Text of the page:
Sound Money, Unsound Men

Peace and sound money are the two necessary and sufficient requisites for prosperity. This makes Sir Robert Peel a great hero of Conservative MP Kwasi Kwarteng’s book. Sir Robert, who was instrumental in returning the United Kingdom to the gold standard in 1821, also believed in a balanced budget and introduced the Bank Charter Act of 1844. These remained the pillars of British finance until 1914, coinciding with a period of tremendous economic success and improvement in living standards and life expectancy. 

Both conditions need to be fulfilled, for without peace even the greatest riches will be squandered. The Emperor Charles V, whose abdication is touchingly described, benefited from the wealth of Spain’s American conquests but the money could not be shipped fast enough to pay for his wars. This led ultimately to a series of bankruptcies and inflation as the money supply increased but productive activity was displaced by warfare, reducing the goods available. Adam Smith noted that this “diminished the value of gold and silver in Europe”.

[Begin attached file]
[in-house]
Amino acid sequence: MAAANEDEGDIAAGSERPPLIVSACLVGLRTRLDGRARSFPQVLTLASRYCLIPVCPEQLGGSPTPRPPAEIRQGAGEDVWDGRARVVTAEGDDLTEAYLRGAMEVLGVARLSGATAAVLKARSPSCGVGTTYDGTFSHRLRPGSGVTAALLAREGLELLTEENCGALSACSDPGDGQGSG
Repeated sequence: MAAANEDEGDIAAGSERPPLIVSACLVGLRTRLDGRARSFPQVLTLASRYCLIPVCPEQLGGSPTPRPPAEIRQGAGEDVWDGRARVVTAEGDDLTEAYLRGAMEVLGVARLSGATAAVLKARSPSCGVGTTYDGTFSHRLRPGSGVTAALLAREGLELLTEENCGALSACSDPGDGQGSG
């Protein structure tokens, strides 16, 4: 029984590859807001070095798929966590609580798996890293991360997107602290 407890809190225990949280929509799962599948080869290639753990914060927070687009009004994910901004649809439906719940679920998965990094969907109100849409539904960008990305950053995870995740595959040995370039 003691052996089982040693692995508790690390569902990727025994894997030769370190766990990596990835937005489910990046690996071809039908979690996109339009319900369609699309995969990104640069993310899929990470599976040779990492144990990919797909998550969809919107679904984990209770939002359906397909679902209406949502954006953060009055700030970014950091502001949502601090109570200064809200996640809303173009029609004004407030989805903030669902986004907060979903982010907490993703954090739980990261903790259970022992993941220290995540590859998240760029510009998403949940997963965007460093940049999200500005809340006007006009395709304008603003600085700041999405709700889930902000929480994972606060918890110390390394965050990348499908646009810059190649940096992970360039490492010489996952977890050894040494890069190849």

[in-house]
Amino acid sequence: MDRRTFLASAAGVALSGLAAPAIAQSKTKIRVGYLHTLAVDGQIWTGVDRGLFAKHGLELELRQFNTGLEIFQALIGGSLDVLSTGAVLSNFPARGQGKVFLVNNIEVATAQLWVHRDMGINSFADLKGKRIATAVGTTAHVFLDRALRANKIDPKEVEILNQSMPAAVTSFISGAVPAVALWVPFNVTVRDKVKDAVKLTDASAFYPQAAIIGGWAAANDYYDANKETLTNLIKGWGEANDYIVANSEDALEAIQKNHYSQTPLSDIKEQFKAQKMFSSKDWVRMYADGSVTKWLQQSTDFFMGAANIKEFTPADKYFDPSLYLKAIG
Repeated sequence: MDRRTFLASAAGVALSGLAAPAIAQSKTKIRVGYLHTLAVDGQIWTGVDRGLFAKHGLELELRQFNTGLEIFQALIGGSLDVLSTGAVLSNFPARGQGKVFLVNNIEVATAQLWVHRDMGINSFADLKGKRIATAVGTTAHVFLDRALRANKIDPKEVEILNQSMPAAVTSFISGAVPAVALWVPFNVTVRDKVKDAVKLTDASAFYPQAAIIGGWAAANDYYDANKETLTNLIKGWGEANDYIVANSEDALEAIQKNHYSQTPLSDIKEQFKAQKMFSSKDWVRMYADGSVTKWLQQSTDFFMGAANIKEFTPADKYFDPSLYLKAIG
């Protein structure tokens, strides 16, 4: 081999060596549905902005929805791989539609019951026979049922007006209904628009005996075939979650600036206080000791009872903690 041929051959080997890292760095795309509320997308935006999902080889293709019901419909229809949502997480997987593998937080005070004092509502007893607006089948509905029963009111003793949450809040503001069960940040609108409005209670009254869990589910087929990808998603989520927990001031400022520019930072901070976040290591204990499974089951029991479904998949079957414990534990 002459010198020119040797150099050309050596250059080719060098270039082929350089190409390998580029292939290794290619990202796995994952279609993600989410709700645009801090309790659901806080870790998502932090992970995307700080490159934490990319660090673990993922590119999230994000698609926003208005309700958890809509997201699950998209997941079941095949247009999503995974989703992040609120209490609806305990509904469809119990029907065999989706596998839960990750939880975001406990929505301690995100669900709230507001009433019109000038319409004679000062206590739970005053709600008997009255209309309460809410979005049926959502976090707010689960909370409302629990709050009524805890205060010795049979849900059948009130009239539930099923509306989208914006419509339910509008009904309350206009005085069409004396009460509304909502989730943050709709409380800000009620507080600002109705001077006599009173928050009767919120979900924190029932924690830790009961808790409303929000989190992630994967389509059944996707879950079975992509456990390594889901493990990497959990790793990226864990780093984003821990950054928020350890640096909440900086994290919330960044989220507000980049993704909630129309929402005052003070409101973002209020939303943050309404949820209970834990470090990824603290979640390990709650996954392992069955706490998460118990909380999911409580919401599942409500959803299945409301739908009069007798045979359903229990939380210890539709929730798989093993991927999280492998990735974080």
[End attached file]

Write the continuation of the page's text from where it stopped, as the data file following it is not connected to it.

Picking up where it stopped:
The need for money because of war also encourages innovations which are often — but not always — catastrophic. The Bank of England was created to help fund war with France and has been a considerable boon to centuries of governments. The lower cost of British borrowing in the 18th century was an important reason for military success, although inevitably dependent on factors other than the bank. On the other hand, both the disasters of the Mississippi Scheme in France and the South Sea bubble in England came from attempts to fund government debt.

These two events are clearly described by Kwarteng in a way that explains why people thought the schemes might have worked. When bubbles have burst it is easy to laugh at those who were involved and dismiss them as fools, but given that Isaac Newton lost a fortune in the South Sea bubble, such an approach is not sufficient. It is necessary to understand what potential investors saw in the schemes and, as befits a highly intelligent man, the author describes these complex issues in an eminently digestible way.